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The Basic Structure of an HttpServlet

There are several methods that you commonly override when you write an HttpServlet. These methods are

void init(ServletConfig sc) throws ServletException;
void service(HttpServletRequest request, HttpServletResponse response)
    throws ServletException, IOException;
void doGet(HttpServletRequest request, HttpServletResponse response)
   throws ServletException, IOException;
void doPost(HttpServletRequest request, HttpServletResponse response)
   throws ServletException, IOException;

You can see where these methods fit into the lifecycle of the JSP/Servlet, if you refer back to Figure 3.1. Recall the init(...) method is used for initialization purposes. You will override this method to handle your own particular initialization of the Servlet. The service(...) method can be overridden to handle your business logic, if your business logic does not care if the request came over POST or GET. If your logic differs depending if the HTML form is sent by POST or GET, then you will want to override the doPost(...) or doGet(...) methods.

The init(...) Method

You saw in the lifecycle of a JSP/Servlet that the init(...) method is called to initialize your JSP/Servlet. The syntax of the init(...) method is:

void init(ServletConfig sc) throws ServletException;

The parameter that is passed into the init(...) method is a ServletConfig object. The ServletConfig object gives you access to initial parameters. Initial parameters allow you to specify global variables for your Servlet. Many times these parameters are used to specify the maximum or minimum number for your Servlet. For example, if you have a banking account, there is typically a minimum amount required to maintain the account. The initial parameter could be set to this minimum number and then your Servlet could access it to check the object's value. Hour 13, "Configuring and Initializing JSPs," shows you how to use the ServletConfig object in your JSPs.

The service(...) Method

The service(...) method can be used to implement your business logic. The syntax of the service(...) method is:

void service(HttpServletRequest request, HttpServletResponse response)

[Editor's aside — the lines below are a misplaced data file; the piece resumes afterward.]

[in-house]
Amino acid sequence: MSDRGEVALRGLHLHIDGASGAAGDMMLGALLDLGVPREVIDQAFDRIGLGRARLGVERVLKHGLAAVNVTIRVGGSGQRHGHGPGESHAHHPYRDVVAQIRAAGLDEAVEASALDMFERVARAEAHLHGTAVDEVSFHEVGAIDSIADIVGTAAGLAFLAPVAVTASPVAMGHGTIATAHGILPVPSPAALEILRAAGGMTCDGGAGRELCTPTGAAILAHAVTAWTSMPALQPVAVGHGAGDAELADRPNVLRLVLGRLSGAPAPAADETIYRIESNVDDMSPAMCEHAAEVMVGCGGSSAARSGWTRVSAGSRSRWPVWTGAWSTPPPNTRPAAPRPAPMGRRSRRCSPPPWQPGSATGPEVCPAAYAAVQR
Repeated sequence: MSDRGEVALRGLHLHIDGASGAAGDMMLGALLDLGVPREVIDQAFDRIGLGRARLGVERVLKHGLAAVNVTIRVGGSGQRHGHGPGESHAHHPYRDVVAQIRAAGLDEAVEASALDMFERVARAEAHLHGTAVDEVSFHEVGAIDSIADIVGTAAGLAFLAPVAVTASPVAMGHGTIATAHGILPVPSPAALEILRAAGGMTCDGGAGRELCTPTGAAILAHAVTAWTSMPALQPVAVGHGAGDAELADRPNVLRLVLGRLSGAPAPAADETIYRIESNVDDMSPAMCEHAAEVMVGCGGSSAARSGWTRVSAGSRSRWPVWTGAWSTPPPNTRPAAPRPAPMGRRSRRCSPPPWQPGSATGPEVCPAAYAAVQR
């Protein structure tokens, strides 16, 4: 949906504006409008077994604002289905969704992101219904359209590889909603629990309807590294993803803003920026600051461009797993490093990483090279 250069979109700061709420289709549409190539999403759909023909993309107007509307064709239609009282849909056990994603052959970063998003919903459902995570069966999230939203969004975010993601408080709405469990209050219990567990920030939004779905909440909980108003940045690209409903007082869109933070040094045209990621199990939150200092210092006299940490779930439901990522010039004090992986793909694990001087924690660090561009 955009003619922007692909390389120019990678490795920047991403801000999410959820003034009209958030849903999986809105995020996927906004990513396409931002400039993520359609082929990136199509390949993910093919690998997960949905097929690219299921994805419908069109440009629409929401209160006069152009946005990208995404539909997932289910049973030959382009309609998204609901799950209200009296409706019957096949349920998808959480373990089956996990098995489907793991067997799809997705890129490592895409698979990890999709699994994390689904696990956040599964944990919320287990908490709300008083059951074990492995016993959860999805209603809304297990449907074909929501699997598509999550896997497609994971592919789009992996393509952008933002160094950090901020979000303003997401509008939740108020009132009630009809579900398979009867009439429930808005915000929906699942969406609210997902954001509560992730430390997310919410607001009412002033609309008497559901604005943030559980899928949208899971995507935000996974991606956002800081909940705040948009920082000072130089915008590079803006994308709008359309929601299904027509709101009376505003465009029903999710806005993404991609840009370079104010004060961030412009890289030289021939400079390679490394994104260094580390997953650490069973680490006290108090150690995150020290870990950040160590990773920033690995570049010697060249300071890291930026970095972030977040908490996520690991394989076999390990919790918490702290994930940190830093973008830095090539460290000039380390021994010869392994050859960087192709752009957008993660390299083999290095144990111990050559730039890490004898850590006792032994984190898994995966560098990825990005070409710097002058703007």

throws ServletException, IOException;

Typically a Servlet developer overrides the doPost(...) or doGet(...) methods of a Servlet, assuming the Servlet contains different logic, depending on the type of request. However in practice, the same code is often written for both methods. You could just override the service(...) method, rather than write the code twice.

The type of business logic your Servlet is executing depends on your application. Consider an order processing example, where the user fills in an HTML form that accepts their name, phone number, address, and various other personal information. The user also fills in the products he wants to buy. The product information could contain the product ID and the quantity the user wants to purchase. The business logic in the Servlet could do several things. Maybe it checks to see if the client is already in the database and if not adds them. It could also check to see if the product is in stock. If it is in stock, then it subtracts the amount the client wants from inventory and sets up the shipping information for the order.

The parameters that are passed in are HttpServletRequest and HttpServletResponse objects. These objects allow you to parse the request coming in and generate the response going back to the client. Hour 10, "Processing Requests from the User," and Hour 11, "Generating a Dynamic Response for the User," show you how to use these objects in your JSP.

The doPost(...) and doGet(...) Methods

The doPost(...) and the doGet(...) methods handle requests from the appropriate HTML form and execute your business logic. The syntax of the doPost(...)and the doGet(...)methods are:

void doPost(HttpServletRequest request, HttpServletResponse response)
   throws ServletException, IOException;
void doGet(HttpServletRequest request, HttpServletResponse response)
   throws ServletException, IOException;

An HTML form has an attribute called "METHOD" that defines how the data will be sent to the server. The GET method appends the data to the URL and sends it to the server that way. The POST method bundles the data in a packet and sends the packet of data to the server. Listing 3.1 is an HTML document that contains two forms. One of the HTML forms uses GET and the other form uses POST to send the data to the server.

Listing 3.1 An HTML Document Containing Two Forms (ExampleForms.html)

1: <HTML>

2: <HEAD><TITLE>Form Examples</TITLE></HEAD>

3: <BODY>


5: <FORM NAME="getForm" ACTION="SomeJSP.jsp" METHOD="GET">

6: Name:

7: <INPUT TYPE="text" NAME="txtName" VALUE="Jon">

8: <BR>

9: Password:

10: <INPUT TYPE="password" NAME="txtPassword" Value="">

11: <BR>

12: <INPUT TYPE="submit" NAME="btnSubmitGetForm" Value="Submit GET Form">

13: </FORM>

14: <BR>

15: <BR>

16: <FORM NAME="postForm" ACTION="SomeJSP.jsp" METHOD="POST">

17: Name:

18: <INPUT TYPE="text" NAME="txtName" VALUE="Katherine">

19: <BR>

20: Please Select Your Favorite Ice Cream Flavors:

21: <BR>

22: <SELECT NAME="sltIceCream" SIZE="5" MULTIPLE>

23: <OPTION>Mint Chocolate Chip</OPTION>

24: <OPTION>Rocky Road</OPTION>

25: <OPTION>Strawberry Cheesecake</OPTION>

26: <OPTION>Chocolate</OPTION>

27: <OPTION>Vanilla</OPTION>

28: </SELECT>

29: <BR>

30: <INPUT TYPE="submit" NAME="btnSubmitPostForm" Value="Submit POST Form">

31: </FORM>

32: </CENTER>

33: </BODY>

34: </HTML>

The output of the HTML document in Listing 3.1 is shown in Figure 3.3.

Figure 3.3 The HTML documents with two forms.

The parameters that are passed in to the doXXX(...) methods are the same as the service(...) method: HttpServletRequest and HttpServletResponse objects. Hours 10 and 11 show you how to use these objects in your JSP.

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